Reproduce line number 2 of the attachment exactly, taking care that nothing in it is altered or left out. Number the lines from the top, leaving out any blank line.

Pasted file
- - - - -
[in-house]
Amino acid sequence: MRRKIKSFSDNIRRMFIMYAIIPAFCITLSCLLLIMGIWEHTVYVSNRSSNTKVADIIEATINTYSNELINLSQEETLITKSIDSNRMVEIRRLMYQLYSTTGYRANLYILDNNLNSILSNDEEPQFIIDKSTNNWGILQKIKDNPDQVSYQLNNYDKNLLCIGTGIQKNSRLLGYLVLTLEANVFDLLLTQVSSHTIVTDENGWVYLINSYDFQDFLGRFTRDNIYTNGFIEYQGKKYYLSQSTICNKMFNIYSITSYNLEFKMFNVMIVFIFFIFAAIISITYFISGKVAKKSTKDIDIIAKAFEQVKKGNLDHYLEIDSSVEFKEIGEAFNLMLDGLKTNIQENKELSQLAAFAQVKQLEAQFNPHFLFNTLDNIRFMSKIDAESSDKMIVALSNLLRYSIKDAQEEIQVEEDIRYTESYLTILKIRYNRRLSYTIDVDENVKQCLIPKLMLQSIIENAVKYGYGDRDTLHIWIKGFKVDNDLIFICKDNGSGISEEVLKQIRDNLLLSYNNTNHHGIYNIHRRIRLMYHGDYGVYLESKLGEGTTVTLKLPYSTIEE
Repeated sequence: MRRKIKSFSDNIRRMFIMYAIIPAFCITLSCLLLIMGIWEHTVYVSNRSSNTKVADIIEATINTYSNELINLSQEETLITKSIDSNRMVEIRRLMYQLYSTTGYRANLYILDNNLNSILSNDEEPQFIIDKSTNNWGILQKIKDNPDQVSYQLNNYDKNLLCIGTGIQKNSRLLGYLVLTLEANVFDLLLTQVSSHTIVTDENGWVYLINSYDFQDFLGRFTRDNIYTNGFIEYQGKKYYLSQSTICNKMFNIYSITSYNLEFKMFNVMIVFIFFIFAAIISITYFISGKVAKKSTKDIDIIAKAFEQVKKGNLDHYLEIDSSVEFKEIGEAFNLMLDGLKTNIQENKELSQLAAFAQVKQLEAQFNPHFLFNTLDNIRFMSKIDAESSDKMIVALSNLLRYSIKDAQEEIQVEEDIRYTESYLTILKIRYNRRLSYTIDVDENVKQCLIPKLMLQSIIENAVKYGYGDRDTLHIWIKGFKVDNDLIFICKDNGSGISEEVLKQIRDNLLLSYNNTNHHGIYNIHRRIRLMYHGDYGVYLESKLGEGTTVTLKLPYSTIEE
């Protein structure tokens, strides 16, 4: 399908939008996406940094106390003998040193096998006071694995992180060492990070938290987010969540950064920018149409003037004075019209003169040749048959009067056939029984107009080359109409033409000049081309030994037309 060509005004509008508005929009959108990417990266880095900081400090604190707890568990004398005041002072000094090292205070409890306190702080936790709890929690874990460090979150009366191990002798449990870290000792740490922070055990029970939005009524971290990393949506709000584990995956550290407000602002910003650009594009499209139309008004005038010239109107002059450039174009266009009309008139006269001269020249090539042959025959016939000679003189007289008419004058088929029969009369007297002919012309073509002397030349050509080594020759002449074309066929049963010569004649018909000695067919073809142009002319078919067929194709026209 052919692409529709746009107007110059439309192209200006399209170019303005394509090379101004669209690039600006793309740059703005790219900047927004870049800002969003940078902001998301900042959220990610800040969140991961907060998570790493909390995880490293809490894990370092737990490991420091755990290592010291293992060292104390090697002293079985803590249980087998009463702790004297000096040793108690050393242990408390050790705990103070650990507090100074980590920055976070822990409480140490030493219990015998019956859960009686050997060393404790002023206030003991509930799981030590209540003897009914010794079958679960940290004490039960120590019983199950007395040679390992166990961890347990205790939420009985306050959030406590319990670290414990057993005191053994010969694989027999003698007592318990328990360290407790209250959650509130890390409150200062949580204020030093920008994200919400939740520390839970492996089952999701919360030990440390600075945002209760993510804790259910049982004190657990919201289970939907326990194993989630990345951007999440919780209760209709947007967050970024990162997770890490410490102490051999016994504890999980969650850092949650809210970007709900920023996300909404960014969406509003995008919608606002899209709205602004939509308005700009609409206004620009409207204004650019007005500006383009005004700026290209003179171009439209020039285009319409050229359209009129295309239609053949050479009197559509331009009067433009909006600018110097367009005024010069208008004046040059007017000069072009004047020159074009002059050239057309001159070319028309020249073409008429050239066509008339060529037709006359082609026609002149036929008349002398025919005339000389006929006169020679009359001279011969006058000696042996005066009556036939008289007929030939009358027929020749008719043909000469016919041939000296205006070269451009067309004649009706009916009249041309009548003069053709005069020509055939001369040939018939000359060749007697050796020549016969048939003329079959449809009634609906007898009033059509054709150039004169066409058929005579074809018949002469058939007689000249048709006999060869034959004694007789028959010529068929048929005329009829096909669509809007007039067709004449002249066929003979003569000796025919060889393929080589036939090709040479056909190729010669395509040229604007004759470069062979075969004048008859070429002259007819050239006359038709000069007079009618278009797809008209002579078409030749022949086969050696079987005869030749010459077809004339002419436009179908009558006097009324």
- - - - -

Amino acid sequence: MRRKIKSFSDNIRRMFIMYAIIPAFCITLSCLLLIMGIWEHTVYVSNRSSNTKVADIIEATINTYSNELINLSQEETLITKSIDSNRMVEIRRLMYQLYSTTGYRANLYILDNNLNSILSNDEEPQFIIDKSTNNWGILQKIKDNPDQVSYQLNNYDKNLLCIGTGIQKNSRLLGYLVLTLEANVFDLLLTQVSSHTIVTDENGWVYLINSYDFQDFLGRFTRDNIYTNGFIEYQGKKYYLSQSTICNKMFNIYSITSYNLEFKMFNVMIVFIFFIFAAIISITYFISGKVAKKSTKDIDIIAKAFEQVKKGNLDHYLEIDSSVEFKEIGEAFNLMLDGLKTNIQENKELSQLAAFAQVKQLEAQFNPHFLFNTLDNIRFMSKIDAESSDKMIVALSNLLRYSIKDAQEEIQVEEDIRYTESYLTILKIRYNRRLSYTIDVDENVKQCLIPKLMLQSIIENAVKYGYGDRDTLHIWIKGFKVDNDLIFICKDNGSGISEEVLKQIRDNLLLSYNNTNHHGIYNIHRRIRLMYHGDYGVYLESKLGEGTTVTLKLPYSTIEE